Recently, maybe because of time, maybe because of circumstance, maybe because of the vicissitudes of fate, I have found myself reading a lot more business/leadership/creativity/marketing books than normal. In no particular order, I have recently read (or am reading) Creating Magic: 10 Common Sense Leadership Strategies From a Life at Disney by Lee Cockerell, Winning the Zero Moment of Truth by Jim Lecinski from Google, Hatch! Brainstorming Secrets of a Theme Park Designer by C. McNair Wilson, All I Did Was Ask by Terry Gross, and If You Ask Me by Betty White. (Those last two belong in the listed categories; trust me on that one.) I strongly recommend them all.
Now, as the creator of some rather bizarre humor pieces (let's face it, if you combine internal audit and humor you will get bizarre results), I often get the question "Where do you get your ideas?" I always think of the way Harlan Ellison handles that question. He answers "Schenectady." When the questioner looks at him quizzically, he goes on to say that there is a swell idea service in Schenectady. Every week he sends them twenty-five bucks and every week they send him a fresh six-pack of ideas. Invariably, someone will ask for the address.
In general, there are two types of people who ask me that question. The first are those who seem to genuinely be entertained by my efforts. The less said about them the better, and I know the meds will help them greatly.
The second are the ones who ask the question with a hint of disbelief. These are the ones who act as if I am involved in one of the stupidest endeavors humankind has ever attempted. They are the tip of an icy iceberg.
There is a significant population out there in internal audit land who cannot believe anyone would waste their time on such insipidness. They are the ones who, when they realize who I am, look at me as if I just desecrated the Standards, a look that says "You are wasting my time, my auditors' time, and your time with this tomfoolery." They see this type of endeavor (shoot, any endeavor which does not appear to instantly contribute to the profession) as a significant waste of time, space, and effort.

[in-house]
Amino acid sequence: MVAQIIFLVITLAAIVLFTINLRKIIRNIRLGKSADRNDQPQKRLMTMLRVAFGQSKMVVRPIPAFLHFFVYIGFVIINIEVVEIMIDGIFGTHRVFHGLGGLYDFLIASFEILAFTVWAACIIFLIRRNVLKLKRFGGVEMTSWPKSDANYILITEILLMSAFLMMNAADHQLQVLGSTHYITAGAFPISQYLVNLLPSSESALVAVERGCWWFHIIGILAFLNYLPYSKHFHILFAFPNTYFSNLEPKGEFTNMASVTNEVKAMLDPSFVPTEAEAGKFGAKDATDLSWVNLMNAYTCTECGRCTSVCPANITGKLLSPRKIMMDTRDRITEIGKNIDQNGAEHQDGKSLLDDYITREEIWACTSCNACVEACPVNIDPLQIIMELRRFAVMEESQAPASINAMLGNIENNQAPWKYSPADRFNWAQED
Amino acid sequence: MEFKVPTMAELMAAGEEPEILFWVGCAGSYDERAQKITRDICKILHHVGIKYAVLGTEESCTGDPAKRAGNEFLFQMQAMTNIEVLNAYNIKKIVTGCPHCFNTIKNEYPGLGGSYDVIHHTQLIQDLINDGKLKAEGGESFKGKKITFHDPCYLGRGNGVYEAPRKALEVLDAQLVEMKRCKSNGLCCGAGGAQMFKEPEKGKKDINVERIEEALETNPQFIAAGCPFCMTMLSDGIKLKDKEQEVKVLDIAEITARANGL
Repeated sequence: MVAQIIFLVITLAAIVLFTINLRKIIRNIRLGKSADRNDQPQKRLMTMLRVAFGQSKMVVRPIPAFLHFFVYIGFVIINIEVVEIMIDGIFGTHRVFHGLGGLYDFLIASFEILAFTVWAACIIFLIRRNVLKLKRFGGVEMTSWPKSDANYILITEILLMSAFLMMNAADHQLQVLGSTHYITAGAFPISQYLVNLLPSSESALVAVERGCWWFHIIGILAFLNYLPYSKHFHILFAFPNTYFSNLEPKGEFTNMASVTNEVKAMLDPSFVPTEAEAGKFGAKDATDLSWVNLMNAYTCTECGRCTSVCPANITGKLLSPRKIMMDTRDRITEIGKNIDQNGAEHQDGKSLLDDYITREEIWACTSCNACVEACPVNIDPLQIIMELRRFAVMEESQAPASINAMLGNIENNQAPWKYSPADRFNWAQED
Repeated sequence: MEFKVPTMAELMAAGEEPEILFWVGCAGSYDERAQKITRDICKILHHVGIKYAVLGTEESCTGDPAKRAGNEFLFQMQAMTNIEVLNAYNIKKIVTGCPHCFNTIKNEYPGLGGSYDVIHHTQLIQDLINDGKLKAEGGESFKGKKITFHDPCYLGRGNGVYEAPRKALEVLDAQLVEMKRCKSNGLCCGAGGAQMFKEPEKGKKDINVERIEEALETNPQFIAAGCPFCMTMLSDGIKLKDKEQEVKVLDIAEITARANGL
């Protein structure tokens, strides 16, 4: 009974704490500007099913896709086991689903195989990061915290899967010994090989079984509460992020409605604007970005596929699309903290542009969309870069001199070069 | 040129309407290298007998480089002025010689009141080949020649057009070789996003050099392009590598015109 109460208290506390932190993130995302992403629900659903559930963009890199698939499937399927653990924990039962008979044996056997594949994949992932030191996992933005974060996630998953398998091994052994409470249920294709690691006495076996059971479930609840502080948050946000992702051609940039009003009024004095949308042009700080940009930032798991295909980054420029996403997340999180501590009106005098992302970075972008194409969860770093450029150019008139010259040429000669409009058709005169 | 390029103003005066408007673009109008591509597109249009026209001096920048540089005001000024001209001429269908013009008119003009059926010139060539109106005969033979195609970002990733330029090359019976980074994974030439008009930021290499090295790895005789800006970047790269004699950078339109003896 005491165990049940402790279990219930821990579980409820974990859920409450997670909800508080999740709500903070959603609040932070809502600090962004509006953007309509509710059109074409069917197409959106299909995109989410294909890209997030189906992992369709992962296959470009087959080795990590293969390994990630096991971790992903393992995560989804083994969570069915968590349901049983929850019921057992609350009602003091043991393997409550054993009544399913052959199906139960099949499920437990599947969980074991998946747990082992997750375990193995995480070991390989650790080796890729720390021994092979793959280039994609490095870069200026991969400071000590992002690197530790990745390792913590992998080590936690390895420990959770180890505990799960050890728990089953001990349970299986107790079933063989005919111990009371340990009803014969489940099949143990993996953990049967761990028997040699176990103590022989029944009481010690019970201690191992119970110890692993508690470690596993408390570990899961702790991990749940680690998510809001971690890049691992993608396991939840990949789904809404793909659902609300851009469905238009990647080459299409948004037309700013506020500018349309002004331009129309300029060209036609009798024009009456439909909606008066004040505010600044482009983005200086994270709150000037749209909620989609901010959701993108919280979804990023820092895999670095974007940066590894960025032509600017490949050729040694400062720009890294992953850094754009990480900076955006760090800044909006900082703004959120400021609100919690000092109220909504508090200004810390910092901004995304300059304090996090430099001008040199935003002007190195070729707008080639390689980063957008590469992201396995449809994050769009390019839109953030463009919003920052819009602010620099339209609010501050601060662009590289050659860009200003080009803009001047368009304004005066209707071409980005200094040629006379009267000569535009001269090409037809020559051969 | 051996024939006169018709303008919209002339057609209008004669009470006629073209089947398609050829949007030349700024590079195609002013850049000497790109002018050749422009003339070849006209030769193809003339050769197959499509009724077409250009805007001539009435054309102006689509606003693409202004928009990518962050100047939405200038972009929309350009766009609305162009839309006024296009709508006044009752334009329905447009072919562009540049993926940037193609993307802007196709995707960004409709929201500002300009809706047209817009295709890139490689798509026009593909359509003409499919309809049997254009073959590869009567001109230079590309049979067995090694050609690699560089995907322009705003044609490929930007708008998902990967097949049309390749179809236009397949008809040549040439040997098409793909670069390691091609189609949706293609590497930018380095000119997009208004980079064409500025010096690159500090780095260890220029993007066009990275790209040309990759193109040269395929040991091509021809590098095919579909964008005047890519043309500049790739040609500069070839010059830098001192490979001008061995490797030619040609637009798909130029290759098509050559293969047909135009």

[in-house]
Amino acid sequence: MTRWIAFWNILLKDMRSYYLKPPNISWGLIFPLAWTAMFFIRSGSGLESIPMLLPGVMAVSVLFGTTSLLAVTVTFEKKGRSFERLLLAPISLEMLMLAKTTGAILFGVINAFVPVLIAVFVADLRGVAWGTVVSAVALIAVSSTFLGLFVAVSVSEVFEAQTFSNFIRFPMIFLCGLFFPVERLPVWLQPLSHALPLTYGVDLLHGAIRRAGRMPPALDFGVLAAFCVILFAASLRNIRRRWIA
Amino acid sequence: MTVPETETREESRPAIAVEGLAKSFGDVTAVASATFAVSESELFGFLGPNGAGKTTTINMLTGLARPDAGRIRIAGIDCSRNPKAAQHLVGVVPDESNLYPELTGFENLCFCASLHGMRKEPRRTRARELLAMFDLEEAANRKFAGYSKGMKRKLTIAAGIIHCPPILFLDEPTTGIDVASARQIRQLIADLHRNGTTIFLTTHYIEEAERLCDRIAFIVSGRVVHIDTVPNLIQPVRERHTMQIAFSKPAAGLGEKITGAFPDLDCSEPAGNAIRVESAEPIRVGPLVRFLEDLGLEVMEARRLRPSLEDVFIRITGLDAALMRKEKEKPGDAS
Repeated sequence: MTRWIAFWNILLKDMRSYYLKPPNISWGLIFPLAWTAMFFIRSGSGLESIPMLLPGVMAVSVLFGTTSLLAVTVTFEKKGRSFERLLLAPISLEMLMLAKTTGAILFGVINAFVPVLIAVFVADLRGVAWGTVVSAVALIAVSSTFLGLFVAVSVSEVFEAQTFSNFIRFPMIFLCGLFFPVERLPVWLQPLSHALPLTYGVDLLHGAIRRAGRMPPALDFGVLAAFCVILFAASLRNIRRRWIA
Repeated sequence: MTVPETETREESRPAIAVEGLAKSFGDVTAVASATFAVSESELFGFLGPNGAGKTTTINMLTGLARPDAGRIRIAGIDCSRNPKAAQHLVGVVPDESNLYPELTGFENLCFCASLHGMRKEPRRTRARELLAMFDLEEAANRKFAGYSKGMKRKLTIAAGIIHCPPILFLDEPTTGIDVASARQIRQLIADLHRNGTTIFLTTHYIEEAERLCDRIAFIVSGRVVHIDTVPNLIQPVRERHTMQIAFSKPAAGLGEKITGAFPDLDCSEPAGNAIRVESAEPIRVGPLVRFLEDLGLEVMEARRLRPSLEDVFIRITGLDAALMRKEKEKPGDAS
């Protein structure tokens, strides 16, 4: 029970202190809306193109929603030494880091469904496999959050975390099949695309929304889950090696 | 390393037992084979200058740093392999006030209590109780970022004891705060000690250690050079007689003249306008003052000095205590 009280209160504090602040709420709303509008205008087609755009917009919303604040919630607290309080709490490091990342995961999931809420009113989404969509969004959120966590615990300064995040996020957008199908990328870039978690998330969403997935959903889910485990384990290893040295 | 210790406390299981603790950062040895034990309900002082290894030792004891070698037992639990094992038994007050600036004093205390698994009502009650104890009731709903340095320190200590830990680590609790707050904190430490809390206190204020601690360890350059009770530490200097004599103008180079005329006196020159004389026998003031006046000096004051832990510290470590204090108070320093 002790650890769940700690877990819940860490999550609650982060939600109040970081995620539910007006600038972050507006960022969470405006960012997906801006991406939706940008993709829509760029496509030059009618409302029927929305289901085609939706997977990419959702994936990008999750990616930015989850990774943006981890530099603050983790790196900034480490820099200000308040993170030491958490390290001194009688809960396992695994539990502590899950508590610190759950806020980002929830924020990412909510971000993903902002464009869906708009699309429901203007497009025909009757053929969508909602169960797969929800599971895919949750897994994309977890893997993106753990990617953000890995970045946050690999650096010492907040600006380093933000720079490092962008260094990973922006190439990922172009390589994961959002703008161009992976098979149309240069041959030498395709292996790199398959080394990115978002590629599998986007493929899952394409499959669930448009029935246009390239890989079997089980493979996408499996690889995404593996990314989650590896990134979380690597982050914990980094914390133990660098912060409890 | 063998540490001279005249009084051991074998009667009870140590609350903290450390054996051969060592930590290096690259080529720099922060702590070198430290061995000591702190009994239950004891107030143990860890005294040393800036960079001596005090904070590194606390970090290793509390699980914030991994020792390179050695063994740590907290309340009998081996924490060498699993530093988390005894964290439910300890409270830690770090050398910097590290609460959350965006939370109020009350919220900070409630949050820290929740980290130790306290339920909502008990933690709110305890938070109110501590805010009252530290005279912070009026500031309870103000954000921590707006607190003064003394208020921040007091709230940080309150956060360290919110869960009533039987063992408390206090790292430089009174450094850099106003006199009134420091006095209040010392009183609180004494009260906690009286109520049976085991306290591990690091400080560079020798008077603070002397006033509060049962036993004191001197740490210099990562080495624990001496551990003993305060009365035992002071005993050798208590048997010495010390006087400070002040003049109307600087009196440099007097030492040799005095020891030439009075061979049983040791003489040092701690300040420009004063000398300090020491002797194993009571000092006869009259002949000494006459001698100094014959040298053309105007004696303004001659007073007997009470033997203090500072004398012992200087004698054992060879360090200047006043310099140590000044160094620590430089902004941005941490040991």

Now, let's talk about the way these same people react in a different situation. I have been fortunate enough to be involved in development of such things as the use of process mapping as an internal audit tool, auditing social media, analysis of marketing operations, and evaluating reputation risk and response. So far, three of those four topics resulted in books. The same people who frown when they hear the term "internal audit humor" are the ones who come up to me, thank me for my insights in these areas, and ask me "where do you get your ideas?"
I so want to tell them Schenectady.
Ideas for internal audit humor and ideas for new ways internal audit can provide value all come from the same place. They come from learning all I can about seemingly disparate ideas, they come from allowing myself to waste time by exploring new concepts, and they come from allowing myself to have fun. And, maybe most importantly, they come from exercising creative thinking at every possible moment – to such a point that it is no longer a conscious effort, it just happens.
And that is why, when interesting and creative and new ideas travel to most internal audit departments, they die a lonely death. Most internal audit departments do not build creative environments that foster new ideas. No, creativity and innovation is crushed by workloads and timelines and meaningless measures of success.
You want new ideas? Then you have to turn around one of the fundamental misconceptions most audit departments have about creativity. It is not a waste of time. It may be a while before you see results. But what results you will see. (A quote I heard [and it pains me to not remember the source; every source deserves recognition if it is good enough to be quoted]: Creativity is like a joke, you don't get it until the end.)
Take a chance and allow time for stimulating creative thought. That is how your department will be best practice. And that is how your department will be an incubator of talent. And that is how your department will be seen as a driving force within the organization. And that is how your department will be seen as adding value.
The last couple of weeks, a lot of my ideas are coming from the reading I'm doing on innovation and creativity and marketing and leadership. In the past, some of those ideas have come from reading "Alice in Wonderland" and "The Electric Kool-Aid Acid Test", and from listening to the Gin Blossoms and Warren Zevon, and from watching "Kinky Boots" and "The Dick Van Dyke Show".
The source of creativity and innovation can be anything. And so it comes to this. Explore, waste time, ask questions, and make creativity second nature for yourself and for your department. In no time at all you'll be answering "Schenectady."